The onset of winter does not signal the end of exercise and outdoors activities. There's plenty of skiing and snowboarding available in the Northeast, the American Rockies, across Canada, and even in Southern California. For those who like their exercise with less dramatic velocity and acceleration, walking and running continue to be possible in winter. The key to successful exercise throughout the winter, beyond the will power required to just get out there and do it, is an extra level of care and attention to what's going on around us and directly in front of us.

In the urban environment, the primary problem from late November through March is slippery sidewalks and roads. If you're not cautious, you might step on a hidden patch of ice and end up on the ground. This is true even in Southern states such as Georgia, Louisiana, and Texas, where winter snowstorms are not uncommon. If you're exercising outdoors and have some momentum going, a slip and fall may have serious consequences including strains, sprains, and fractures.1

The first step in preparing for these winter challenges is appropriate footgear. Old walking or running shoes that have lost most of their tread should be avoided.2 Your footgear should fit comfortably and be able to accommodate thicker socks without being tight and constricting.

The next step is to create additional input and stimulation to your body's proprioceptive system, which is made up of specialized nerve endings that give you awareness of your position in three-dimensional space. Enhanced function here leads to improved agility and balance.3 One way to augment this system is to put a bend in your knees when you expect to encounter slippery surfaces. The increased knee flexion provides for a greater range of musculoskeletal responses to sudden changes in the environment, in this case, the ground you're walking or running on.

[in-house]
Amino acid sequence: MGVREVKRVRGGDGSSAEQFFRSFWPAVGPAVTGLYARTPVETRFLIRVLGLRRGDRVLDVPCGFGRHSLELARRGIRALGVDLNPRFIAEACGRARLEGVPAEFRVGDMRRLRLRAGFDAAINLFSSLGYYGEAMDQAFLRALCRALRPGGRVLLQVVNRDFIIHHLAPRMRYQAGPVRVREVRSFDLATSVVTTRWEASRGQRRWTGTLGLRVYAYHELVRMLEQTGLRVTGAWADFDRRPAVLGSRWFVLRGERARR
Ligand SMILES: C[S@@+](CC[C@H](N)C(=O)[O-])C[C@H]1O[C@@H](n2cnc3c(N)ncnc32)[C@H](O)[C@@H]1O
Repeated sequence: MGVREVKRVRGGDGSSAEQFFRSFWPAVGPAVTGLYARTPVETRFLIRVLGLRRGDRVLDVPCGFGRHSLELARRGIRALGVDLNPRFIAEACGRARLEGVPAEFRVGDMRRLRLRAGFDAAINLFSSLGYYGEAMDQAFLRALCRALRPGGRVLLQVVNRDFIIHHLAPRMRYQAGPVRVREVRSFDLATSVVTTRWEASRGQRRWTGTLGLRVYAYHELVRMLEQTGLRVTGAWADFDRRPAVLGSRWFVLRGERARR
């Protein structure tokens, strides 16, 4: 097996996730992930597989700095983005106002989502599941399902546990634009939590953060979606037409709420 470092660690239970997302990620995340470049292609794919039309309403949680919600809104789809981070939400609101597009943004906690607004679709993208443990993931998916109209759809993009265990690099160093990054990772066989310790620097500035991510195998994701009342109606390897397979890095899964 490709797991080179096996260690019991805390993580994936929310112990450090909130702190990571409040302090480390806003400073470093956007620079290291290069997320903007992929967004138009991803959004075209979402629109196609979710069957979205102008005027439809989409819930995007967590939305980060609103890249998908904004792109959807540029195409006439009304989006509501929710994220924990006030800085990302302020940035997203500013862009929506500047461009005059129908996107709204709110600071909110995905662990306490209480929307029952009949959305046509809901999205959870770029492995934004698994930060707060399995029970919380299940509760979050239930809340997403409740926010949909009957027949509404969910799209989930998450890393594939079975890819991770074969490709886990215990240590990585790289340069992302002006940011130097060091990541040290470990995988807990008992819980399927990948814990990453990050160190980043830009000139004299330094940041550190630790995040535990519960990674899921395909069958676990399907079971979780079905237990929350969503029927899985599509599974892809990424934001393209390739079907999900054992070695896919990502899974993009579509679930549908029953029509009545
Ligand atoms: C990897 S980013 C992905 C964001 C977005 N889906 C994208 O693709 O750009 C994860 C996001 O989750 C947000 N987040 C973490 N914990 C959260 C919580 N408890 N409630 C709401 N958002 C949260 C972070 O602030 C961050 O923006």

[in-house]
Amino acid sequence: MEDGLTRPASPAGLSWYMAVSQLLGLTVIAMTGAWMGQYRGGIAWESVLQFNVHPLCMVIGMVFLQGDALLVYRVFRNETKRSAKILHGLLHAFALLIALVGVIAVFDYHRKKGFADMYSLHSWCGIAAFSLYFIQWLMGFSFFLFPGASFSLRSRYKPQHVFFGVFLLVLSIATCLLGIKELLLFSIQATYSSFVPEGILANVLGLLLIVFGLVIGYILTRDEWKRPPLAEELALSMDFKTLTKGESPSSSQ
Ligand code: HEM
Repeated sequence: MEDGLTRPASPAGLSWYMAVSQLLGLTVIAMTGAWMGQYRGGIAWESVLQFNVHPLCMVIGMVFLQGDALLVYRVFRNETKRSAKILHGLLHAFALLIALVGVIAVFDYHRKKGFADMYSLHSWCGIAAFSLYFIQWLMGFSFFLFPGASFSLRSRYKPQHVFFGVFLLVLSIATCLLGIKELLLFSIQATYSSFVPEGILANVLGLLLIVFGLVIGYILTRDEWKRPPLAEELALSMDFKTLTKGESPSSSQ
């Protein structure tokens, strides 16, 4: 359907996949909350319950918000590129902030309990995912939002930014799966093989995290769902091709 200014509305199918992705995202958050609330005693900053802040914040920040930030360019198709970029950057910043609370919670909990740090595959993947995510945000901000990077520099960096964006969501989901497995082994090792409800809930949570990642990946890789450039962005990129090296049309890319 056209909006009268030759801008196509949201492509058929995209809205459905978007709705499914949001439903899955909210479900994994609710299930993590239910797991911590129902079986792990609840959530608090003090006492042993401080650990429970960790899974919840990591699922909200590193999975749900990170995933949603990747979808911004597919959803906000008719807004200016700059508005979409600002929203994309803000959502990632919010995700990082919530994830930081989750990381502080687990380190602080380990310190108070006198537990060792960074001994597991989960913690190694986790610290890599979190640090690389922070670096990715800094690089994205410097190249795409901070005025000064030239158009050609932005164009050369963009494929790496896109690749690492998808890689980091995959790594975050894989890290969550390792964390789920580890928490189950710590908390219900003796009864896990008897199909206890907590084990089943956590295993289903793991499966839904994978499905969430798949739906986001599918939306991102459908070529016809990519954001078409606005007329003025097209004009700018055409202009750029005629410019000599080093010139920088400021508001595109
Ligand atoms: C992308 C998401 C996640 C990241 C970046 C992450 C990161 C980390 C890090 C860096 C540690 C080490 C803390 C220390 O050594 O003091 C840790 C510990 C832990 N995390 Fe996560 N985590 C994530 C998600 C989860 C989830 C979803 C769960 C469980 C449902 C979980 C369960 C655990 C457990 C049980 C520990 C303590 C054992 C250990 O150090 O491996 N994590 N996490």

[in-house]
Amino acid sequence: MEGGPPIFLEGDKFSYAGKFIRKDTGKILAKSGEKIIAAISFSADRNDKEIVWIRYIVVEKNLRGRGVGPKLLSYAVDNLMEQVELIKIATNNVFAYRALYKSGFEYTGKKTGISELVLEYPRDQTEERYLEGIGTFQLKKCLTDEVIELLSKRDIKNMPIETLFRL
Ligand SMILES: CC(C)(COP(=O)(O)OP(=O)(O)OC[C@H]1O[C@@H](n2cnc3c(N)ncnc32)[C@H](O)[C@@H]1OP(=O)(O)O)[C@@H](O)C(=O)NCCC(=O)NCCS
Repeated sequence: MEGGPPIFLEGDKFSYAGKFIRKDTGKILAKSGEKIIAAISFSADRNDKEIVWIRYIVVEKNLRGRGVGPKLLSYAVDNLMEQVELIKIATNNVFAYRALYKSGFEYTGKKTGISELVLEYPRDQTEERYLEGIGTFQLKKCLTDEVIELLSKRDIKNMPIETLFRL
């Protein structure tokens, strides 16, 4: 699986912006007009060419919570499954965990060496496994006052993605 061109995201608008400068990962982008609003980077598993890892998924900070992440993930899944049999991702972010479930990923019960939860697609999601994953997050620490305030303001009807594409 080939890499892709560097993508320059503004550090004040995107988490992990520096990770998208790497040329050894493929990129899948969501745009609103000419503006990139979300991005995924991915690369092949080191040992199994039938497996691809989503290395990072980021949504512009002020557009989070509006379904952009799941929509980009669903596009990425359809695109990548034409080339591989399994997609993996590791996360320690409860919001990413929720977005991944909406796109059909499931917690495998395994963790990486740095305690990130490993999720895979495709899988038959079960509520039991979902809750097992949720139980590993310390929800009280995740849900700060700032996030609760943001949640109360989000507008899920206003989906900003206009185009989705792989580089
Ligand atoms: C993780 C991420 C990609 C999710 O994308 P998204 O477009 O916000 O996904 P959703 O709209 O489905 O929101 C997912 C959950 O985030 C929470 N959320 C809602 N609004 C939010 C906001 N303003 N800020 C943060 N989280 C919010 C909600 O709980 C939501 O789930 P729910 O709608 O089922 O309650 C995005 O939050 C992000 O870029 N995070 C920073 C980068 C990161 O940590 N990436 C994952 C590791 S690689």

A third step is to raise your level of awareness. You might be firm and sure on your legs but others may not be so steady. Pedestrians or runners may slide into you, as may bicyclists and skateboarders. It's especially important when crossing intersections to be aware of automobiles and trucks which may not brake as expected and represent substantial dangers.

Finally, remember that the winter air, when it's not snowing, is especially dry and your body will leak moisture into the atmosphere. Drinking a full six to eight glasses of water every day will effectively counter this silent phenomenon of dehydration. Having undertaken these few precautions and preparations, you're ready for a winter full of activity, exercise, and outdoors fun. 


1. Gianoudis J, et al: Effects of a targeted multimodal exercise program incorporating high-speed power training on falls and fracture risk factors in older adults: a community-based randomized controlled trial. J Bone Miner Res 29(1):182-191, 2014

2. Hsu J, et al: Slip resistance of winter footwear on snow and ice measured using maximum achievable incline. Ergonomics 59(5):717-728, 2016

3. Halvarsson A, et al: "Better safe than sorry": a qualitative content analysis of participant's perspectives of fall-related concerns and balance in older women with osteoporosis after balance training. Disabil Rehabil 3:1-7, 2015